Borderline ovarian serous cystadenomas lie in the intermediate range in the spectrum of ovarian serous tumours and represent approximately 15% of all serous tumours.
They present at a younger age group 1-2 than the more malignant serous cystadenocarcinomas with a peak age of presentation of ~45 years of age 1.
The tumours are often clinically silent until they achieve an advanced size or stage. The most frequent initial manifestations were abdominal pain, increasing abdominal girth or distension, or as an abdominal mass 2.
Borderline tumours fall under ovarian epithelial tumours. They tend to develop in an exophytic growth pattern, on the surface of the ovary, without invading the underlying stroma. Papillary projections are characteristic and may be more of a feature with borderline than malignant serous cystadenocarcinoma of the ovary.
A unique feature of borderline tumours is the non-invasive behaviour of extra-ovarian tumour implants in the advanced stages of the disease 2-3. Implants can occur in the contralateral ovary, omentum, and peritoneal surface in the advanced stages, although they behave in a benign fashion and remain located on the surface of the underlying tissues.
Serum CA-125 level is typically mildly elevated.
Typically seen as bilateral adnexal masses with profuse papillary projections. Bilaterality occurs more frequently than with benign ovarian serous cystadenomas 1.
Serous borderline tumours may display aggressive behaviour, and occasionally present with peritoneal or nodal metastases.
The rate of detection of intratumoral blood flow on Doppler ultrasound can be very similar to more malignant neoplasms 2.
Treatment and prognosis
Post-surgical prognosis is better than for ovarian cystadenocarcinoma, even in the presence of transovarian spread 5.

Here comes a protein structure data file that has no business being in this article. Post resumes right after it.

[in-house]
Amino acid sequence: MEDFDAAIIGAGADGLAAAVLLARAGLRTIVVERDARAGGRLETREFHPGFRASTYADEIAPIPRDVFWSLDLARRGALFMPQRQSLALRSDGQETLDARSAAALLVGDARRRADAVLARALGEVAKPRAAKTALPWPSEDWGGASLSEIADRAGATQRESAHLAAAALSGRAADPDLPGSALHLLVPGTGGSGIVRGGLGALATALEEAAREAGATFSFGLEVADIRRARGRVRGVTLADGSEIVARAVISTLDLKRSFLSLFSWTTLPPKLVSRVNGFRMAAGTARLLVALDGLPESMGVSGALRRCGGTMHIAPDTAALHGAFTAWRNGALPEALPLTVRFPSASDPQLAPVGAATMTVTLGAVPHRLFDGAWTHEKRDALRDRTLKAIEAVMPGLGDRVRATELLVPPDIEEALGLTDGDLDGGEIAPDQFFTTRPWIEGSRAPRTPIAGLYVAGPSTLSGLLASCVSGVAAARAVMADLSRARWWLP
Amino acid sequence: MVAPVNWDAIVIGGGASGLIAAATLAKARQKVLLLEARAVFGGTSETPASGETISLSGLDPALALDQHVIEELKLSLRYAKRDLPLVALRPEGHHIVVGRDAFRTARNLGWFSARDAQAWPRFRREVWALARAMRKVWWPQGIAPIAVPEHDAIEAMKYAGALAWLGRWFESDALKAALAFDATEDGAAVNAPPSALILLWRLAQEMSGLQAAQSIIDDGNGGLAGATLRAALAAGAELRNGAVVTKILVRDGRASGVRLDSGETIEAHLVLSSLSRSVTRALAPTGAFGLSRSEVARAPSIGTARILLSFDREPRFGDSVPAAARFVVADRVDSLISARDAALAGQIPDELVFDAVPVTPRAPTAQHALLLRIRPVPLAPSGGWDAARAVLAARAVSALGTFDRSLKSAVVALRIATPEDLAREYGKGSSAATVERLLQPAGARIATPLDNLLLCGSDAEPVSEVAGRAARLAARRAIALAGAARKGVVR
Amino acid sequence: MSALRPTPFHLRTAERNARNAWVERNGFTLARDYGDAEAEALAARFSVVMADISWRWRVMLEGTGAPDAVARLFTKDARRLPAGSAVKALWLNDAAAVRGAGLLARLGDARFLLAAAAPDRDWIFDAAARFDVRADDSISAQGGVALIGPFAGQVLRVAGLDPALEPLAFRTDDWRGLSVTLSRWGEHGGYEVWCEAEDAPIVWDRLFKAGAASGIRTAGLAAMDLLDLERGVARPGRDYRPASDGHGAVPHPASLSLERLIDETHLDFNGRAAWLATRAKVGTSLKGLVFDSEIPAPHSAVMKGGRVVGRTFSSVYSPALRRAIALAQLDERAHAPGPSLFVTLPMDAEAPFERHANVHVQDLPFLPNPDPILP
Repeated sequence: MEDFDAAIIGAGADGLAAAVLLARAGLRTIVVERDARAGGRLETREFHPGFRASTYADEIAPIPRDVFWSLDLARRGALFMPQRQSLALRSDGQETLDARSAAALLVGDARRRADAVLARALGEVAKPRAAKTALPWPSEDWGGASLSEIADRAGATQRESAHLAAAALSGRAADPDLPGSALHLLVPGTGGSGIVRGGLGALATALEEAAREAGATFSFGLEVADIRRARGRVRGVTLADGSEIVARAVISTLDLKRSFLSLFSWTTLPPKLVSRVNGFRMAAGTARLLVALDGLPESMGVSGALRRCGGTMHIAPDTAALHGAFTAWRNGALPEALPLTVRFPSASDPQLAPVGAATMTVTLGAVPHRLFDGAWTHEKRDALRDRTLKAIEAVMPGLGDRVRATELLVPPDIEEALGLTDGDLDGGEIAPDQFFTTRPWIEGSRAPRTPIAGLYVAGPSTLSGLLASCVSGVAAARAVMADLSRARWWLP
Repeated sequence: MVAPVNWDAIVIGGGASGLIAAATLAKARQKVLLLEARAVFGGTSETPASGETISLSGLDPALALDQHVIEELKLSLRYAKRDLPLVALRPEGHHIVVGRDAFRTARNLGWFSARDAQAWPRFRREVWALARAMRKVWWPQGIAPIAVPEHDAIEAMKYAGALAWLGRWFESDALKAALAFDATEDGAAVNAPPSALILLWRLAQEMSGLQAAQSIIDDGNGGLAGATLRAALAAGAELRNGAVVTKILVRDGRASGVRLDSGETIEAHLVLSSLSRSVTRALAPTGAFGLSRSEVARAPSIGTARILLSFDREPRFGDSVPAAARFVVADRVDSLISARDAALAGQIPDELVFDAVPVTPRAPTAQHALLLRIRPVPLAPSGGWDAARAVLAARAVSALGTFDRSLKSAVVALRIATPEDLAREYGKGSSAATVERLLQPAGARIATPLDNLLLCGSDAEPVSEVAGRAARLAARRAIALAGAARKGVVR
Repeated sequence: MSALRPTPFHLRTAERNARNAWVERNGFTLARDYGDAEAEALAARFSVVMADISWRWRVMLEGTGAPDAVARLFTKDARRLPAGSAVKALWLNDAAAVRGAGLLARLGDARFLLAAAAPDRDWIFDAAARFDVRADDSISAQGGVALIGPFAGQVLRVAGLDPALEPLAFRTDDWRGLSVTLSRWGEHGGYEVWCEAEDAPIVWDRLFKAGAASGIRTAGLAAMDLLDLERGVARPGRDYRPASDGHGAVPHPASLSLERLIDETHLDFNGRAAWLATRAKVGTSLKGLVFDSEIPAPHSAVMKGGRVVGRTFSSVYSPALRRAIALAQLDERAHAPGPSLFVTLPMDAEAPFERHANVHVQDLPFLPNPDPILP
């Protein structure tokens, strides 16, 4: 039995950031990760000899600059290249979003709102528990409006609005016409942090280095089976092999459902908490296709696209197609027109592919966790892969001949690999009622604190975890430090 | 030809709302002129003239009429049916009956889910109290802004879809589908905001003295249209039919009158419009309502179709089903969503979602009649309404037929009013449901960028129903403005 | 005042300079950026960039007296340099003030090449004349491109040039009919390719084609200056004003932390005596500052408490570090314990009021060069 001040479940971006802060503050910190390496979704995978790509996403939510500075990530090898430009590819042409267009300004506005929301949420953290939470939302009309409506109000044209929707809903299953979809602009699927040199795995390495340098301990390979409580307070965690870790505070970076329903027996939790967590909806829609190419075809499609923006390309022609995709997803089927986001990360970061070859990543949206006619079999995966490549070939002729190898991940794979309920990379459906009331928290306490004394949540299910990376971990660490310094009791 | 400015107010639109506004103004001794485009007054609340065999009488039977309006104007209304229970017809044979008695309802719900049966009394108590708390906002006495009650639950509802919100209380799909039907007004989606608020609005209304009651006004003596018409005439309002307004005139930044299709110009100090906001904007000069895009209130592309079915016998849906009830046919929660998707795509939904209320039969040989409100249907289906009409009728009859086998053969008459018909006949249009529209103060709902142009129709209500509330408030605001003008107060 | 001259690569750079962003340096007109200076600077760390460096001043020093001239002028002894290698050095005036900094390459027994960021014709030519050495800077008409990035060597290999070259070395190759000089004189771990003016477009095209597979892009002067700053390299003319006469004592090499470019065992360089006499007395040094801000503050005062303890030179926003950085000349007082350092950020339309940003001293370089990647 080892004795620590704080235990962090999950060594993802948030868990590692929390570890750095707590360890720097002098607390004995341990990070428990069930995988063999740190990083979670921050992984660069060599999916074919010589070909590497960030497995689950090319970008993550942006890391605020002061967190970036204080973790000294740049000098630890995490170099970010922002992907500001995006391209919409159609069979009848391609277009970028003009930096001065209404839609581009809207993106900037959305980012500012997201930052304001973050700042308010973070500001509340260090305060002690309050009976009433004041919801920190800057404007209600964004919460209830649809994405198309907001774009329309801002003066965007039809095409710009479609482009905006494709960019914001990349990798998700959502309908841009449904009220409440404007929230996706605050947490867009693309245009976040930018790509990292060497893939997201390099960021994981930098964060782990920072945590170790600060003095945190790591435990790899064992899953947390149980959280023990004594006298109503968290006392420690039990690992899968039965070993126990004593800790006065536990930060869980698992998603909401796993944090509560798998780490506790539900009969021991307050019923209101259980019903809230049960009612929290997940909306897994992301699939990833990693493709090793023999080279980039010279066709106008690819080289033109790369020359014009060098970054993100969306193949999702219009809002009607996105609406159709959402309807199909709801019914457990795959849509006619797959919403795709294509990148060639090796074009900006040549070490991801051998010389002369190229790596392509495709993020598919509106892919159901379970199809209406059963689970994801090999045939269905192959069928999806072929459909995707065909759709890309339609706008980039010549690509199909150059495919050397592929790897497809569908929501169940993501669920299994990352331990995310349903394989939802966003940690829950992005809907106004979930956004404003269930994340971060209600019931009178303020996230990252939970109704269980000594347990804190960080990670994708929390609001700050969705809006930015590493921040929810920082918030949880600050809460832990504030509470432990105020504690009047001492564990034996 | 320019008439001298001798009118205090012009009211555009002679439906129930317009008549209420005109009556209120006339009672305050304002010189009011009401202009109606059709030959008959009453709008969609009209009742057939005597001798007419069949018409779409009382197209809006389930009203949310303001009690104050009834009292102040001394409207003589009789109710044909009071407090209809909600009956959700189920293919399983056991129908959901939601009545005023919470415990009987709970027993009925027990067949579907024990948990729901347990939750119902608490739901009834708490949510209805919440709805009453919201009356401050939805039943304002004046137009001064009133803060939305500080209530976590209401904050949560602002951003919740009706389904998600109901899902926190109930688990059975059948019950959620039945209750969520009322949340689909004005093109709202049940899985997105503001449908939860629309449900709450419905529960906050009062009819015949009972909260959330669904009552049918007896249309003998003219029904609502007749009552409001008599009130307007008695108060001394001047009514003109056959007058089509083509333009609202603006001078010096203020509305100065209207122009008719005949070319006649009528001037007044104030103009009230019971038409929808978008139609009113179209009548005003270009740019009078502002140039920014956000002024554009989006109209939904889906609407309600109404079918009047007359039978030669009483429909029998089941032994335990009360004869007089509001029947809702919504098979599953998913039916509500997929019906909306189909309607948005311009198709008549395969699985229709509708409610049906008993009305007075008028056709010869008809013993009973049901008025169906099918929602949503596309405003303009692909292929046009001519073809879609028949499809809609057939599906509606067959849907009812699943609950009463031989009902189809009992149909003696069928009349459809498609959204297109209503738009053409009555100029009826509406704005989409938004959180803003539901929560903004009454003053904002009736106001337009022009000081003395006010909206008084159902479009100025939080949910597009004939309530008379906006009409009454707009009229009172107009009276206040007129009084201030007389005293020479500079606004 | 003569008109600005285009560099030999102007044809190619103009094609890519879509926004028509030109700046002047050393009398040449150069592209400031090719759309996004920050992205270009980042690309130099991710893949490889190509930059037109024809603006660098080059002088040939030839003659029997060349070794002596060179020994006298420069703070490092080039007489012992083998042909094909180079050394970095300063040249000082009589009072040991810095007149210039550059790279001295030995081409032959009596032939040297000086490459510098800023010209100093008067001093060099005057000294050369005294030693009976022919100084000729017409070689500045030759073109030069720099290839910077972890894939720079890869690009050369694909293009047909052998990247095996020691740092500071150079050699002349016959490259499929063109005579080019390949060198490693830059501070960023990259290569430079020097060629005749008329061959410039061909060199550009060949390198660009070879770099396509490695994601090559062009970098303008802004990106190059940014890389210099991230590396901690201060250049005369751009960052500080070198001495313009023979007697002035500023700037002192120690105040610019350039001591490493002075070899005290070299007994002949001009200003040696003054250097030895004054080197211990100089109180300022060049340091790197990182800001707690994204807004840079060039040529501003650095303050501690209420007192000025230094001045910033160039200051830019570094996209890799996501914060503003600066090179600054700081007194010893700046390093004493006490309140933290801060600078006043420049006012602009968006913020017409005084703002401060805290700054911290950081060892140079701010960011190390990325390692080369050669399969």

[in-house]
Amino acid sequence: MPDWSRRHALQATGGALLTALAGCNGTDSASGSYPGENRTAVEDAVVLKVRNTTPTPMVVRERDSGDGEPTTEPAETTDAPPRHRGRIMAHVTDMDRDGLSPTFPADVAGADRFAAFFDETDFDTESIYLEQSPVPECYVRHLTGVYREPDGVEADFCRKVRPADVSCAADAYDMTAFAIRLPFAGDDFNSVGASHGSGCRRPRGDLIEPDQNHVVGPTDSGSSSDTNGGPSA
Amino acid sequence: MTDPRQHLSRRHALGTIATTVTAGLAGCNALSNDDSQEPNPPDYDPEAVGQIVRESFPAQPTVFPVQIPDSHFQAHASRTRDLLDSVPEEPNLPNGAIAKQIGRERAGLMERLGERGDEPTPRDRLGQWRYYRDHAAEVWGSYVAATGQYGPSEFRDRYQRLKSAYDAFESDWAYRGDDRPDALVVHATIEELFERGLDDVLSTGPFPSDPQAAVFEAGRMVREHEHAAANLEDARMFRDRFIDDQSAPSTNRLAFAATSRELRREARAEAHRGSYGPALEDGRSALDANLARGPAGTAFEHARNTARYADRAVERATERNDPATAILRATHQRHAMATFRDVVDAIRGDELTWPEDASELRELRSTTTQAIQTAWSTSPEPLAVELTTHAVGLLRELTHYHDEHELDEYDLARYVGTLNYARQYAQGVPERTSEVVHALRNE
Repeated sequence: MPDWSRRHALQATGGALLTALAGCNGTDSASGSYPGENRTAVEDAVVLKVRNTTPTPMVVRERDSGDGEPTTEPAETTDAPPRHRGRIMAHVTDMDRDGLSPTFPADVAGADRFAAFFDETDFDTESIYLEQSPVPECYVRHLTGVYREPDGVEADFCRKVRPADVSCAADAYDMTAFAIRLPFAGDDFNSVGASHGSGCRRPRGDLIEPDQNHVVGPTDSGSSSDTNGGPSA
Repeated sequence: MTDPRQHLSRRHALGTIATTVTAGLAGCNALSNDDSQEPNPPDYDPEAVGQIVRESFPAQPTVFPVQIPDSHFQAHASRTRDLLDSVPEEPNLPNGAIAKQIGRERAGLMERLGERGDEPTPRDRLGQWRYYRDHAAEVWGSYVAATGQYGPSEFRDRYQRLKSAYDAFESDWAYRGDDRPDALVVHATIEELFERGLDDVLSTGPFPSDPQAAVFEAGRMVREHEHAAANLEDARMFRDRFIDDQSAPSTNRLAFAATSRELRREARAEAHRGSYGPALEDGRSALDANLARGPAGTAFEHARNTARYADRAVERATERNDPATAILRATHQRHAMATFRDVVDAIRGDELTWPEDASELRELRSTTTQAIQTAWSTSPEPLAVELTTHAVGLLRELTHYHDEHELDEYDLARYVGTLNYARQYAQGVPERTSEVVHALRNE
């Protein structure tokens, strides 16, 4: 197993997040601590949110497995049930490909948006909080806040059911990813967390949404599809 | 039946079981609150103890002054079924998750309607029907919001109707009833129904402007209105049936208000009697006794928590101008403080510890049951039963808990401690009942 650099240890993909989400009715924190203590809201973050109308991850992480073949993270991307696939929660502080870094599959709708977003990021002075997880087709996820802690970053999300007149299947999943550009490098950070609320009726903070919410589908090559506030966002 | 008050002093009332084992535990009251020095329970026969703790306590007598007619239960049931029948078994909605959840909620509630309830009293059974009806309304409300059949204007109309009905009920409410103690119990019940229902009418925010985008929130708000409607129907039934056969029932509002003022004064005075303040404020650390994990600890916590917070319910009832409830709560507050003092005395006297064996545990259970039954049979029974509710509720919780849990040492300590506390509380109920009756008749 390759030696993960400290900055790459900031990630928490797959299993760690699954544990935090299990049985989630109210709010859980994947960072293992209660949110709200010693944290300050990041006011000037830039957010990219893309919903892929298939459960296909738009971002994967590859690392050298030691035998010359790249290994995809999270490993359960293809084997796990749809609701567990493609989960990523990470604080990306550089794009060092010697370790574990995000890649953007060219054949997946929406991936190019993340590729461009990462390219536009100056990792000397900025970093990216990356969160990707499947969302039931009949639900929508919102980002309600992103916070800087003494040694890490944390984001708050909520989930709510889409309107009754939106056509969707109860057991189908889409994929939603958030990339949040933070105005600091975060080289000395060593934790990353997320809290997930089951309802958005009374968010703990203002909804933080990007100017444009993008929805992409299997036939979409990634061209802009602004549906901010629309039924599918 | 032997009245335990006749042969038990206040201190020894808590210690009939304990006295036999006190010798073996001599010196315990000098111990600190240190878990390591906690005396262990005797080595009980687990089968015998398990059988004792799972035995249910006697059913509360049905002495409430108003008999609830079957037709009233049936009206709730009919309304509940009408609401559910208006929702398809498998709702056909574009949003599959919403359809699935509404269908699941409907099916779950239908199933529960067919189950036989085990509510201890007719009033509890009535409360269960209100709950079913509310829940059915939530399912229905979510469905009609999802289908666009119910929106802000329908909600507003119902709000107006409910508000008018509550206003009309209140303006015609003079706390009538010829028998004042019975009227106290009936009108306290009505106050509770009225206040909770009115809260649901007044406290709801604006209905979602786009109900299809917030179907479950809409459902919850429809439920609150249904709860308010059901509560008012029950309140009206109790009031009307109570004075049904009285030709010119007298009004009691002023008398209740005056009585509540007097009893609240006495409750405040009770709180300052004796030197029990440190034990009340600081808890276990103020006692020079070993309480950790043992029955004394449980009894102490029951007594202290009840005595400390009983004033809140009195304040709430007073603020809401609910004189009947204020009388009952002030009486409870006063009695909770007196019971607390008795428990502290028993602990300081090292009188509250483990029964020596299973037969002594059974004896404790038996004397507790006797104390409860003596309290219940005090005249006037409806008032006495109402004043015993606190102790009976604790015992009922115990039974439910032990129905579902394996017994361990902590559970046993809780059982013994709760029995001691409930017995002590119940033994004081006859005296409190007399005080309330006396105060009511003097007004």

Borderline tumours are staged using the same ovarian cancer staging as malignant ovarian neoplasms.
History and etymology
They were first described in 1929 and were designated for separate classification in the early 1970s by the World Health Organisation 2.
- 1. Nucci MR, Oliva E. Gynecologic Pathology. Churchill Livingstone. (2009) ISBN:0443069204. Read it at Google Books - Find it at Amazon
- 2. Burkholz KJ, Wood BP, Zuppan C. Best cases from the AFIP: Borderline papillary serous tumor of the right ovary. Radiographics. 25 (6): 1689-92. doi:10.1148/rg.256055015 - Pubmed citation
- 3. Seidman JD, Kurman RJ. Ovarian serous borderline tumors: a critical review of the literature with emphasis on prognostic indicators. Hum. Pathol. 2000;31 (5): 539-57. - Pubmed citation
- 4. Prat J, De nictolis M. Serous borderline tumors of the ovary: a long-term follow-up study of 137 cases, including 18 with a micropapillary pattern and 20 with microinvasion. Am. J. Surg. Pathol. 2002;26 (9): 1111-28. Am. J. Surg. Pathol. (link) - Pubmed citation
- 5. Wasnik AP, Menias CO, Platt JF et-al. Multimodality imaging of ovarian cystic lesions: Review with an imaging based algorithmic approach. World J Radiol. 2013;5 (3): 113-25. doi:10.4329/wjr.v5.i3.113 - Free text at pubmed - Pubmed citation
Ultrasound - gynaecology
- ultrasound (introduction)
- acute pelvic pain
- chronic pelvic pain
- Mullerian duct anomalies
- ovarian follicle
- ovarian torsion
- pelvic inflammatory disease
- ovarian cysts and masses
- ovarian cyst
- corpus luteum
- haemorrhagic ovarian cyst
- ruptured ovarian cyst
- ovarian epithelial tumours
- granulosa cell tumours of the ovary
- paraovarian cyst
- polycystic ovaries
- ovarian hyperstimulation syndrome
- post-hysterectomy ovary
- fallopian tube